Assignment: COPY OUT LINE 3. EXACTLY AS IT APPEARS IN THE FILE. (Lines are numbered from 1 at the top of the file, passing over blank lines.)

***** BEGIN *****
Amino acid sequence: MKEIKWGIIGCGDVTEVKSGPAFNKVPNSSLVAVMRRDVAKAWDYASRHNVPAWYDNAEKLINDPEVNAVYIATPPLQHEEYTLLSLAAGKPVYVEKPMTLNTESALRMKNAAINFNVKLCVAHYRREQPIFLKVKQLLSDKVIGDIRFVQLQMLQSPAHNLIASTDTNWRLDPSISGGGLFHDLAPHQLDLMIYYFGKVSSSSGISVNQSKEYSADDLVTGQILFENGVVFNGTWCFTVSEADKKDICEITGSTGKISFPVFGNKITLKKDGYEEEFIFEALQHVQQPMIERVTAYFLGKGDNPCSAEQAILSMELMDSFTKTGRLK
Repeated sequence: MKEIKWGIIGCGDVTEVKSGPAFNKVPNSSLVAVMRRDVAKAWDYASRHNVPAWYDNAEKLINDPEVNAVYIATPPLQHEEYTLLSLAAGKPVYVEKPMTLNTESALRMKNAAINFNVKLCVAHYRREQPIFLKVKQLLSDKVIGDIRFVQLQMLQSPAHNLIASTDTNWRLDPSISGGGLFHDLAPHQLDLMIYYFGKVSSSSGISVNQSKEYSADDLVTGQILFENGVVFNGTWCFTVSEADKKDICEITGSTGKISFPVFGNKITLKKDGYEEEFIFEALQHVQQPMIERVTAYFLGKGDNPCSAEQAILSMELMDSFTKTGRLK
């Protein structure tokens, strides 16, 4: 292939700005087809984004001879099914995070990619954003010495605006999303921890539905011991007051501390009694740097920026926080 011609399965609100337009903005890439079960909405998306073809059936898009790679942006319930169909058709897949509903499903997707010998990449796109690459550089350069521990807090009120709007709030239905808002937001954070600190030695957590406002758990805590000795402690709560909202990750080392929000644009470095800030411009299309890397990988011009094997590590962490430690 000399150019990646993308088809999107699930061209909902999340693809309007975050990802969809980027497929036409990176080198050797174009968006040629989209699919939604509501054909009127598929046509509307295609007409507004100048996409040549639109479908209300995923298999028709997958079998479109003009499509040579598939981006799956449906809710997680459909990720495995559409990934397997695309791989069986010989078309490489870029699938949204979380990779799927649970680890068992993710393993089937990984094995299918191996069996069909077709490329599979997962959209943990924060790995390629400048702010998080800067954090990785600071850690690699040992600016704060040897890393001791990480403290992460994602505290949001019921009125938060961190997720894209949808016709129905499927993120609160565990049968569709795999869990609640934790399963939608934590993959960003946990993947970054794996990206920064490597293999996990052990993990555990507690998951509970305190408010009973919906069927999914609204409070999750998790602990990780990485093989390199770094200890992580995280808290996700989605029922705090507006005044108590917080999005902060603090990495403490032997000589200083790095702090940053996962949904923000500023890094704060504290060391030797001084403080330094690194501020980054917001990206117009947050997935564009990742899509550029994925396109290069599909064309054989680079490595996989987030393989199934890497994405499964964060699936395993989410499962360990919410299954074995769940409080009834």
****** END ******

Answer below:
């Protein structure tokens, strides 16, 4: 292939700005087809984004001879099914995070990619954003010495605006999303921890539905011991007051501390009694740097920026926080 011609399965609100337009903005890439079960909405998306073809059936898009790679942006319930169909058709897949509903499903997707010998990449796109690459550089350069521990807090009120709007709030239905808002937001954070600190030695957590406002758990805590000795402690709560909202990750080392929000644009470095800030411009299309890397990988011009094997590590962490430690 000399150019990646993308088809999107699930061209909902999340693809309007975050990802969809980027497929036409990176080198050797174009968006040629989209699919939604509501054909009127598929046509509307295609007409507004100048996409040549639109479908209300995923298999028709997958079998479109003009499509040579598939981006799956449906809710997680459909990720495995559409990934397997695309791989069986010989078309490489870029699938949204979380990779799927649970680890068992993710393993089937990984094995299918191996069996069909077709490329599979997962959209943990924060790995390629400048702010998080800067954090990785600071850690690699040992600016704060040897890393001791990480403290992460994602505290949001019921009125938060961190997720894209949808016709129905499927993120609160565990049968569709795999869990609640934790399963939608934590993959960003946990993947970054794996990206920064490597293999996990052990993990555990507690998951509970305190408010009973919906069927999914609204409070999750998790602990990780990485093989390199770094200890992580995280808290996700989605029922705090507006005044108590917080999005902060603090990495403490032997000589200083790095702090940053996962949904923000500023890094704060504290060391030797001084403080330094690194501020980054917001990206117009947050997935564009990742899509550029994925396109290069599909064309054989680079490595996989987030393989199934890497994405499964964060699936395993989410499962360990919410299954074995769940409080009834």